The first time I read that passage, my mind changed the wording to, "They mourn for the loss of the 'normal' childhood they hoped to give their children." It took me several months to work through that grief.

The best piece of parenting advice I ever read came out of a knitting book. (I wish I could recall which one.) The author counseled placing a stitch marker every 20 stitches or so while casting on. Why? Because, when a child calls for your attention, you should never make them wait more than 20 seconds before giving them your undivided attention. It is appropriate to tell them, "Hold on until I finish this repeat. Then I will attend to you." (There are exceptions like they are bleeding to death or the house is burning down.)

There you have it. Parenting in a nutshell (and from an unlikely source!). Children learn that attention will be paid, but they might have to wait a few seconds for it. In other words, you should put on your oxygen mask before helping your children with theirs.

This precludes me from knitting any lace with repeats greater than 20 stitches for a few more years.


  1. I suspect I'll be reading the book about spirited children soon.... At what age do you think it will first be useful?

  2. I think the book will be useful for every age. Babies that have trouble sleeping are more likely to be spirited. They just notice more about their environment than the average person.

  3. I love this blog. I think because a) it's great and you are a little scarily overachieving, b) I have a daughter that age who is like Iris but not as much so and c) my name is Grace and d) I live in LA and e) I am an enviro-nut and we drive a Prius and f) I am an OCDish knitter whose hands must be kept busy at all costs and g) I am a plant nerd but sadly h) I never had the nerve to persevere in math and science in college due to many of the issues you describe - there was no Jenny-like figure at my college, only the male professors who REALLY objected to the place going co-ed. So overall, having never read any blog more than once, mostly because of the second child effect, meaning that someone is screaming every five minutes and needing attention, I have to say I will be reading this one and feeling a little less uniquely Grace-y than I used to, sort of like I am a shadow Grace - a new feeling for me, as Grace was such an unpopular, granny name when/where I grew up, and Lisa and Tracy ruled the day. Oh - and I also was trying to find this book but kept googling the wrong title, so thank you for putting the whole long thing up there.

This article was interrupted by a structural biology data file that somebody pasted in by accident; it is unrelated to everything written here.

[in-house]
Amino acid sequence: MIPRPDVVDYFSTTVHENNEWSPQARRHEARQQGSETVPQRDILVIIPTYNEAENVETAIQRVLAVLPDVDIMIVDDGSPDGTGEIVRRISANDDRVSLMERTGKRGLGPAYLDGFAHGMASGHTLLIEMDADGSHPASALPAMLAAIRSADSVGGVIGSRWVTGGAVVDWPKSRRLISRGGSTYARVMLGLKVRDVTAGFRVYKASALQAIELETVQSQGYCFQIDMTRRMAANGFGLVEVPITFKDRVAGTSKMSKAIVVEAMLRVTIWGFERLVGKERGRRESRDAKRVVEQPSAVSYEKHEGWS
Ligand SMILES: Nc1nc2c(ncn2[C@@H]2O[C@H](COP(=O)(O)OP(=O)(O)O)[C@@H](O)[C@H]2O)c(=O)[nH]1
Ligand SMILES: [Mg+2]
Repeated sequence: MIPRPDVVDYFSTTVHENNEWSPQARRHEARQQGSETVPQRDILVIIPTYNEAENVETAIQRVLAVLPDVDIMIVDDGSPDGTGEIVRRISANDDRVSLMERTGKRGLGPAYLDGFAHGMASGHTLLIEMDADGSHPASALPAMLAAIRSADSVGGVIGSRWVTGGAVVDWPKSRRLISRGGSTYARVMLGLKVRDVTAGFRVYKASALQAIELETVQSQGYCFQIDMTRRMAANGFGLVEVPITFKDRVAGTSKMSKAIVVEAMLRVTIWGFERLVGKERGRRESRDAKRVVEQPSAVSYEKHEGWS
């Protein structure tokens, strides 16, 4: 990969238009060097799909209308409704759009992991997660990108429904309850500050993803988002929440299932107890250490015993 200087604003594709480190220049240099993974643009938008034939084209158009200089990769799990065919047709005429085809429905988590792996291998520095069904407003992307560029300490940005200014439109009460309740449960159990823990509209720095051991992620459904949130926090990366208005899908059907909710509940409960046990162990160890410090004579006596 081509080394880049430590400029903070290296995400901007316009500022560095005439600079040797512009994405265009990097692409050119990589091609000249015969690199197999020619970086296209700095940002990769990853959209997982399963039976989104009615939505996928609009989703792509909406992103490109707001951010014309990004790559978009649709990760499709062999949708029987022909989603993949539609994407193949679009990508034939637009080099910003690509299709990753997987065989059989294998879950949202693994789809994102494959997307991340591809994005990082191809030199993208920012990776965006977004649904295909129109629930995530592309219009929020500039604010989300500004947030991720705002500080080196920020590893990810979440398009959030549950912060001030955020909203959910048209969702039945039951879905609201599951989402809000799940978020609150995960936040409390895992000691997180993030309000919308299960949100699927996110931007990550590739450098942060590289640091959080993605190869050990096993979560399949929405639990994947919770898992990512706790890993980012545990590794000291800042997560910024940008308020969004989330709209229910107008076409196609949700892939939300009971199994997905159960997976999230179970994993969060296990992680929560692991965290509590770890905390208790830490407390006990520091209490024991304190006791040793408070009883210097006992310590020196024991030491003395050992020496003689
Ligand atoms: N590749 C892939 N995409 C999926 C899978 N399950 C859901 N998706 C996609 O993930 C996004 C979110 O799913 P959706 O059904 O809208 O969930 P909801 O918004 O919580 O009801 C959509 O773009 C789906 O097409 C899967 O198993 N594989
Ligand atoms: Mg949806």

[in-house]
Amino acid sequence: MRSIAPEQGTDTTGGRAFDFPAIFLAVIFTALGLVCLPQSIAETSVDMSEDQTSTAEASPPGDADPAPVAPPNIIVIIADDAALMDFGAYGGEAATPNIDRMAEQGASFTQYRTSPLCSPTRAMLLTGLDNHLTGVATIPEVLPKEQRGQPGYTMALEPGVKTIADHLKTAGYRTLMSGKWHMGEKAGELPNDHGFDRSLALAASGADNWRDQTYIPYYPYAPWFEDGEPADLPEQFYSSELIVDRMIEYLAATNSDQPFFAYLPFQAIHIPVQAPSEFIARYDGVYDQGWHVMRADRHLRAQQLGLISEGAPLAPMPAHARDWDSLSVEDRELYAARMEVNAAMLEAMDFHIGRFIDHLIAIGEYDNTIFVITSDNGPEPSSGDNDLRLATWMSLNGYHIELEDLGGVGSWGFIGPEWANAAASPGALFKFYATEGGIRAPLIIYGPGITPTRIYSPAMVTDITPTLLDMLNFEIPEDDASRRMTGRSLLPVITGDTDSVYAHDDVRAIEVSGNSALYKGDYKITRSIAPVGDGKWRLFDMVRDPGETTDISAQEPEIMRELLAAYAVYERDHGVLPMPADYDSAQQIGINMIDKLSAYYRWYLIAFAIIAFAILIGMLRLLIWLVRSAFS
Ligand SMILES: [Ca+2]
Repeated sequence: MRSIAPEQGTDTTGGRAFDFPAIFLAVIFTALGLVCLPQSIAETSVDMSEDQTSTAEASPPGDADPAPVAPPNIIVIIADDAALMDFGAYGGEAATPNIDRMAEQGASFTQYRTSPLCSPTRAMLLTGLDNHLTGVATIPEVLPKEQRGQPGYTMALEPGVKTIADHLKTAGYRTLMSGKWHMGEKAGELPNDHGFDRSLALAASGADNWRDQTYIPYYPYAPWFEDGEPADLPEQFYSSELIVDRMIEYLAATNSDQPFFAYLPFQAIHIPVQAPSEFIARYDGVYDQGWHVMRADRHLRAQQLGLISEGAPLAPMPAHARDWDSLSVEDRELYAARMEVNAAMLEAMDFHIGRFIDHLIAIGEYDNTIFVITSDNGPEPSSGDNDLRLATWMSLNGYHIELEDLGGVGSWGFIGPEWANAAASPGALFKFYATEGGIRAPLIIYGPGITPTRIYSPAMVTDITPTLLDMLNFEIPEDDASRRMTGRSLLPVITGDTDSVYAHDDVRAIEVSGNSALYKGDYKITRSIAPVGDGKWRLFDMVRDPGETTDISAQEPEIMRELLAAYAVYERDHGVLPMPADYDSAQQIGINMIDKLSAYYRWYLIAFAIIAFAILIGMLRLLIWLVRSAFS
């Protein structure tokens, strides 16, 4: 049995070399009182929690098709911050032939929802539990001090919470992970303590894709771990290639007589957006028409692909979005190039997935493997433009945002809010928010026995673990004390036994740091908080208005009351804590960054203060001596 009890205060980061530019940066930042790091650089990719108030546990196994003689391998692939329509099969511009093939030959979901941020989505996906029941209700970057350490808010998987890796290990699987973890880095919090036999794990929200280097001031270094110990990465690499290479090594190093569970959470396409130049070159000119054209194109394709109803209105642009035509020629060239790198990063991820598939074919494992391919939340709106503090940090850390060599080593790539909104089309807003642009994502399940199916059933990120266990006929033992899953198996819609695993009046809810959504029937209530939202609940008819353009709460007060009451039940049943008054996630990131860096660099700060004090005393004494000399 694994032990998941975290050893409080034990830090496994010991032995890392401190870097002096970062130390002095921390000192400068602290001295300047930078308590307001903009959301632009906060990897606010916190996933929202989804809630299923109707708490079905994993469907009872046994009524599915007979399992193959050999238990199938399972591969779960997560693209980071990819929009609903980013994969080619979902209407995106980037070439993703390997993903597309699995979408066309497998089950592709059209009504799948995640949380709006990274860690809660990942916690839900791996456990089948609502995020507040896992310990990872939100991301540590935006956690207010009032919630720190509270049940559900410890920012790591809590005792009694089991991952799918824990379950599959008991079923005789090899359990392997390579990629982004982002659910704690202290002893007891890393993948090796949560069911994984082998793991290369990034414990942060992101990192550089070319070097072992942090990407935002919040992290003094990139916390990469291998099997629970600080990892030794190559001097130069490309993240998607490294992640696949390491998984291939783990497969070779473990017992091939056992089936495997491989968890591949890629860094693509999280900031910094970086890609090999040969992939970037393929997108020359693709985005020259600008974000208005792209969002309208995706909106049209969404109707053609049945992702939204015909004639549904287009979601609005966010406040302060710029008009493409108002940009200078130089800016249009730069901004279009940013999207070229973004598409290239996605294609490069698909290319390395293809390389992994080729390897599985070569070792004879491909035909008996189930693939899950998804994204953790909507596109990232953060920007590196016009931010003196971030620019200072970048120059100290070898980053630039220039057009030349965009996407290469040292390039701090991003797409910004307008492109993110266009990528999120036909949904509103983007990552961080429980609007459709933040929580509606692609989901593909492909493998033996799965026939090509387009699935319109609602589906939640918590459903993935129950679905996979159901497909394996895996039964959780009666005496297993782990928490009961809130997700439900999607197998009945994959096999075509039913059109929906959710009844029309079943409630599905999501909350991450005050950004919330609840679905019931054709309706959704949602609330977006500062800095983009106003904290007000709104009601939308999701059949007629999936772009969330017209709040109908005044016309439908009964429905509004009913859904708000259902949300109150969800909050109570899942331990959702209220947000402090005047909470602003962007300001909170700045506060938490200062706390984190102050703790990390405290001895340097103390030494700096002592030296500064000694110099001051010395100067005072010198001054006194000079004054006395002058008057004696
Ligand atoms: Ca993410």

4. This is Grace, Bad Mom, here:
    Thanks for the boost of confidence. I have always thought of myself as an underachiever. Really.

  5. I think I get to be bad mom - i am actually posting this instead of running to pick up children, and was already late because one of your posts made me get out my felting book which I was looking at last week unable to choose which bag to felt. My husband went to Berkeley and Caltech, so you are actually sort of like us put together. And I found out i was pregnant with my daughter in Jan 2000. I am trying to work but keep reading old posts. (Is this an inappropriately weird and intimate tone for a posted comment? I am new to this blogging protocol stuff... and tend to be generally foot-in-mouthish.) ok, totally late now.

  6. This was a nice post. Boomerang to simple parenting lessons from knitting at the end, then Grace2 chiming in with charm.